Thompson describes to the King a gathering of two-hundred witches (among them, Geillis) at the “kerke of North Barrick in Lowthian” during the night of Allhollon Even (Halloween?) where the Devil manifested himself in the form of a man and required that each witch “kiss his buttocks in sign of duty to him,” after which he expressed his deep hatred of the King and, having received oath of the witches’ service to him, left. The King being skeptical of Thompson’s words, she proceeds to whisper to him the exact words he had exchanged with the Queen on the first night of their marriage, in Norway. The King is astonished and believes her entirely from then on.
The pamphlet describes attempts at the King’s life by Thompson: poisoning his clothes and setting the wind against his boat at sea using a “christened cat”. She affirms that she would have succeeded had it not been for the faith of the King and the devotion of his servants. The questioned witches describe that, having vowed themselves to the Devil, would be “carnally used” by him.
John Cunningham, also denounced by Geillis, was imprisoned and tortured with “the most severe and cruel pain in the world” (the boots) but still would not confess until certain charmed pins thrust under his tongue were removed by fellow witches. Cunningham then confessed to being the “Clarke” at the witch congregations (keeping count of the witches who did or didn’t renew their oath to the devil). He initially turned to sorcery/witchcraft to “obtain” the gentlewoman of whom he was enamoured by convincing her brother, one of his students, to bring him three of the girl’s private hairs with which he could magically make her love him. The plan failed when the girl’s mother finds out about it and made the boy give Cunningham three cow hairs. As soon as he “wrought his Art” upon the hairs, the cow ran into the church where he was and “leaped and danced upon him”. Because many townsfolk saw this happen, Doctor Cunningham (aka Doctor Fian) became well-known in Scotland as someone who worked with the devil.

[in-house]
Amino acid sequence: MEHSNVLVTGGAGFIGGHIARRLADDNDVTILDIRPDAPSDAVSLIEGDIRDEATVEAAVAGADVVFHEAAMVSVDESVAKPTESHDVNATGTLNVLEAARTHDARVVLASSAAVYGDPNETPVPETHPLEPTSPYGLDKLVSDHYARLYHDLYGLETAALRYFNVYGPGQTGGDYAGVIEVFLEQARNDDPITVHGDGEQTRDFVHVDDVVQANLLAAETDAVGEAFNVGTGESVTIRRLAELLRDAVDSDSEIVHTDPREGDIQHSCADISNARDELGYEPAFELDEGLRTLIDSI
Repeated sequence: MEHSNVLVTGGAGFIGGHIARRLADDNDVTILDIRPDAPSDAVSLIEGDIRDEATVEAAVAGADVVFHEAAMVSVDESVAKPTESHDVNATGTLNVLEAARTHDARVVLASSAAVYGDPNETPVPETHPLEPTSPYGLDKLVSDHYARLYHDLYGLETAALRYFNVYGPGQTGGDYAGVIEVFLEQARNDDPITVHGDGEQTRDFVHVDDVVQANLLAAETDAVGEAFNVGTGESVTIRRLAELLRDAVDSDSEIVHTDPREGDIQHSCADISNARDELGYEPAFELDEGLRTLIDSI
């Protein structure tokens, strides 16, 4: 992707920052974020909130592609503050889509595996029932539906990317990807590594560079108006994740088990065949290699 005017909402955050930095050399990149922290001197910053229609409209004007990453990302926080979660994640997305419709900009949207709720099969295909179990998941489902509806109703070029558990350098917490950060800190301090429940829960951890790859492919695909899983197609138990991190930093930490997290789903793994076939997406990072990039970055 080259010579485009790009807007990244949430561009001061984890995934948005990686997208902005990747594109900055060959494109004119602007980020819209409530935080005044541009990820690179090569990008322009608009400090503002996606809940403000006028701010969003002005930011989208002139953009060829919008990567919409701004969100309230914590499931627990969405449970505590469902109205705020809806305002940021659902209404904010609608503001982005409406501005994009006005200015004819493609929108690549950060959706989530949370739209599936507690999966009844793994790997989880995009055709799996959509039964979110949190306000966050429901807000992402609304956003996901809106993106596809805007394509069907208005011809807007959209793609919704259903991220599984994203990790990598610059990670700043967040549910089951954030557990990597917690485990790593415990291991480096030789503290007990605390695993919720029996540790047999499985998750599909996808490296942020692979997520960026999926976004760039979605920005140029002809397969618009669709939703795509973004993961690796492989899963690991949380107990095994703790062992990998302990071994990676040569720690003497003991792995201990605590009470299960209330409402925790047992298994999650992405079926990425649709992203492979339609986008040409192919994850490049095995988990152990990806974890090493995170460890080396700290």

After his confession, Fian was sent back to prison where he renounced his alliance to the devil and converted himself to a devout Christian. That night, the devil appeared to Fian and asked him if he would keep serving him, to which Fian directly responds that he will not but would forsake him, and Satan vanished. The following day, Fian appeared solitary and seeking redemption, calling upon God, and yet that same night steals the key to his prison door and escapes back to his residence at the Salt Pans. The King initiated a “hot and hard pursuit” and brought him back to the prison. That night, Fian denied all that he had confessed and attested true under his name the day before. Suspected of having pacted with the devil anew, Fian is searched for another mark of the devil, in vain. He is then tortured by having his fingernails pulled off with pincers and having two needles thrust where the fingernails would have been, yet still does not confess. He is then once again tortured with the boots—this time to irreparable, excruciating extremes—yet still does not admit to his previous confession, stating that his confession and previous actions were only said and done for fear of going through the tortures again.
Following this, the King decides to soon have Doctor Fian executed. He was strangled and burned in a great fire in the Castle Hill of Edenbrough in January 1591. The other witches not yet executed were, at the time of the pamphlet, still in prison. The pamphlet ends with an elogy of the King as a true Christian and an undaunted mind.
a Richard Burt encountered a witch and later saw a black cat, lifted up into the air by a spirit, taken down into Hell, Mother Atkin’s kitchen was possessed